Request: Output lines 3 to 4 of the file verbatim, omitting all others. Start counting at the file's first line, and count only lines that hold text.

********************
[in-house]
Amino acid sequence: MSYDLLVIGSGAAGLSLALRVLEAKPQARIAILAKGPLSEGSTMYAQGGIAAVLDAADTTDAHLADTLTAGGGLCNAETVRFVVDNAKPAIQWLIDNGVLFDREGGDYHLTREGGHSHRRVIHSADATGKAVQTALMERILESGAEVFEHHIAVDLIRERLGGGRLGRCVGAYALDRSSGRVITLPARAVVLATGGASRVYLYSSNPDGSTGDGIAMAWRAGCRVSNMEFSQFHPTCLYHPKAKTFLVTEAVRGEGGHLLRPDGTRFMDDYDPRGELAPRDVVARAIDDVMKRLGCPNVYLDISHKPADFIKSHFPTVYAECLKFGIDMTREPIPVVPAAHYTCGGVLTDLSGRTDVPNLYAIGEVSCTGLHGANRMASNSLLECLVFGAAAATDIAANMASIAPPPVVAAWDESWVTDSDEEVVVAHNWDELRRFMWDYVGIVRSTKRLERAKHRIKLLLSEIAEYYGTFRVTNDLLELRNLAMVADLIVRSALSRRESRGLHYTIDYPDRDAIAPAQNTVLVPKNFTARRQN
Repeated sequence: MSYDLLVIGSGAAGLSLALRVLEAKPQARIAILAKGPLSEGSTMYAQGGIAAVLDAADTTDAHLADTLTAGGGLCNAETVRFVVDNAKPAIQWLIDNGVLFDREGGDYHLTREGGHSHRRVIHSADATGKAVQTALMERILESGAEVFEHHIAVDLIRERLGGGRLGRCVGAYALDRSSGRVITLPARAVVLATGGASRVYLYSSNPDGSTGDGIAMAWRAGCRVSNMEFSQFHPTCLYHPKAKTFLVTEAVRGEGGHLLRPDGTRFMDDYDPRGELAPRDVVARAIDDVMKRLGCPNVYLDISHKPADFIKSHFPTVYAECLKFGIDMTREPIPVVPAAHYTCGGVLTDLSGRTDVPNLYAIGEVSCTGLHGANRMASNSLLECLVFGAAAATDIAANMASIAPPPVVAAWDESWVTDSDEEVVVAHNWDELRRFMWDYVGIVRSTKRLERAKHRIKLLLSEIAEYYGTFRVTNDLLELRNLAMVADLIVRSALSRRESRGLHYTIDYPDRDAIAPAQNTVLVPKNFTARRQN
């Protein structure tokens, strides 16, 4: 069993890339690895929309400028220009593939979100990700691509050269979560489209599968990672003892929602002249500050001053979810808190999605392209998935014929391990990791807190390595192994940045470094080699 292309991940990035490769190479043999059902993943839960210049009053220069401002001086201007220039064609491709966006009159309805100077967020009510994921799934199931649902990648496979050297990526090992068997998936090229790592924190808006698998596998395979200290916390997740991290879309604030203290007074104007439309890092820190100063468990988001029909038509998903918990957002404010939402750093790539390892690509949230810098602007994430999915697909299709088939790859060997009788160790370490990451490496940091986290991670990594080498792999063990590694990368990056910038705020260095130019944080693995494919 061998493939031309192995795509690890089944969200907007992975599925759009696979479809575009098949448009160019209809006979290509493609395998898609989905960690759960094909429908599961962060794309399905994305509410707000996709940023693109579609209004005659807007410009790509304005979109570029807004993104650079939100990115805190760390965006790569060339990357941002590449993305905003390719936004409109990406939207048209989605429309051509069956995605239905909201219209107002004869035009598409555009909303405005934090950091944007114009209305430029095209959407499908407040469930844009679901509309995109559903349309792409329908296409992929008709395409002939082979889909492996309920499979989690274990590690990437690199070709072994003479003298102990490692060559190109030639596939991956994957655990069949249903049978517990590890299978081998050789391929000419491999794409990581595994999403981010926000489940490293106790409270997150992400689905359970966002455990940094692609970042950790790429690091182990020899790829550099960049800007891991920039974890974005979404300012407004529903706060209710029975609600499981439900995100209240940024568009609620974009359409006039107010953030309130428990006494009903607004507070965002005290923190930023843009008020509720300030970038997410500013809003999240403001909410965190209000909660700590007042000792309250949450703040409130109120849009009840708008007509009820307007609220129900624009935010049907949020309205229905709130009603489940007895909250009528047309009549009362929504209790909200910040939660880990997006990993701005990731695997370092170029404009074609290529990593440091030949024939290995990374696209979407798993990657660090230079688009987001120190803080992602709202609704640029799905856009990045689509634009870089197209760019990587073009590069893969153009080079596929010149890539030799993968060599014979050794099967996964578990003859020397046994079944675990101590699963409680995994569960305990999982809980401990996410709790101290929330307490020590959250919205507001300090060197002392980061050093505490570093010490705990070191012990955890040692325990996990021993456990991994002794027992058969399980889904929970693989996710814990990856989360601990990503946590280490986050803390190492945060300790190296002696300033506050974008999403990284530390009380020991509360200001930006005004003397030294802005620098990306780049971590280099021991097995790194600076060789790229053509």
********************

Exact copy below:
Repeated sequence: MSYDLLVIGSGAAGLSLALRVLEAKPQARIAILAKGPLSEGSTMYAQGGIAAVLDAADTTDAHLADTLTAGGGLCNAETVRFVVDNAKPAIQWLIDNGVLFDREGGDYHLTREGGHSHRRVIHSADATGKAVQTALMERILESGAEVFEHHIAVDLIRERLGGGRLGRCVGAYALDRSSGRVITLPARAVVLATGGASRVYLYSSNPDGSTGDGIAMAWRAGCRVSNMEFSQFHPTCLYHPKAKTFLVTEAVRGEGGHLLRPDGTRFMDDYDPRGELAPRDVVARAIDDVMKRLGCPNVYLDISHKPADFIKSHFPTVYAECLKFGIDMTREPIPVVPAAHYTCGGVLTDLSGRTDVPNLYAIGEVSCTGLHGANRMASNSLLECLVFGAAAATDIAANMASIAPPPVVAAWDESWVTDSDEEVVVAHNWDELRRFMWDYVGIVRSTKRLERAKHRIKLLLSEIAEYYGTFRVTNDLLELRNLAMVADLIVRSALSRRESRGLHYTIDYPDRDAIAPAQNTVLVPKNFTARRQN
């Protein structure tokens, strides 16, 4: 069993890339690895929309400028220009593939979100990700691509050269979560489209599968990672003892929602002249500050001053979810808190999605392209998935014929391990990791807190390595192994940045470094080699 292309991940990035490769190479043999059902993943839960210049009053220069401002001086201007220039064609491709966006009159309805100077967020009510994921799934199931649902990648496979050297990526090992068997998936090229790592924190808006698998596998395979200290916390997740991290879309604030203290007074104007439309890092820190100063468990988001029909038509998903918990957002404010939402750093790539390892690509949230810098602007994430999915697909299709088939790859060997009788160790370490990451490496940091986290991670990594080498792999063990590694990368990056910038705020260095130019944080693995494919 061998493939031309192995795509690890089944969200907007992975599925759009696979479809575009098949448009160019209809006979290509493609395998898609989905960690759960094909429908599961962060794309399905994305509410707000996709940023693109579609209004005659807007410009790509304005979109570029807004993104650079939100990115805190760390965006790569060339990357941002590449993305905003390719936004409109990406939207048209989605429309051509069956995605239905909201219209107002004869035009598409555009909303405005934090950091944007114009209305430029095209959407499908407040469930844009679901509309995109559903349309792409329908296409992929008709395409002939082979889909492996309920499979989690274990590690990437690199070709072994003479003298102990490692060559190109030639596939991956994957655990069949249903049978517990590890299978081998050789391929000419491999794409990581595994999403981010926000489940490293106790409270997150992400689905359970966002455990940094692609970042950790790429690091182990020899790829550099960049800007891991920039974890974005979404300012407004529903706060209710029975609600499981439900995100209240940024568009609620974009359409006039107010953030309130428990006494009903607004507070965002005290923190930023843009008020509720300030970038997410500013809003999240403001909410965190209000909660700590007042000792309250949450703040409130109120849009009840708008007509009820307007609220129900624009935010049907949020309205229905709130009603489940007895909250009528047309009549009362929504209790909200910040939660880990997006990993701005990731695997370092170029404009074609290529990593440091030949024939290995990374696209979407798993990657660090230079688009987001120190803080992602709202609704640029799905856009990045689509634009870089197209760019990587073009590069893969153009080079596929010149890539030799993968060599014979050794099967996964578990003859020397046994079944675990101590699963409680995994569960305990999982809980401990996410709790101290929330307490020590959250919205507001300090060197002392980061050093505490570093010490705990070191012990955890040692325990996990021993456990991994002794027992058969399980889904929970693989996710814990990856989360601990990503946590280490986050803390190492945060300790190296002696300033506050974008999403990284530390009380020991509360200001930006005004003397030294802005620098990306780049971590280099021991097995790194600076060789790229053509």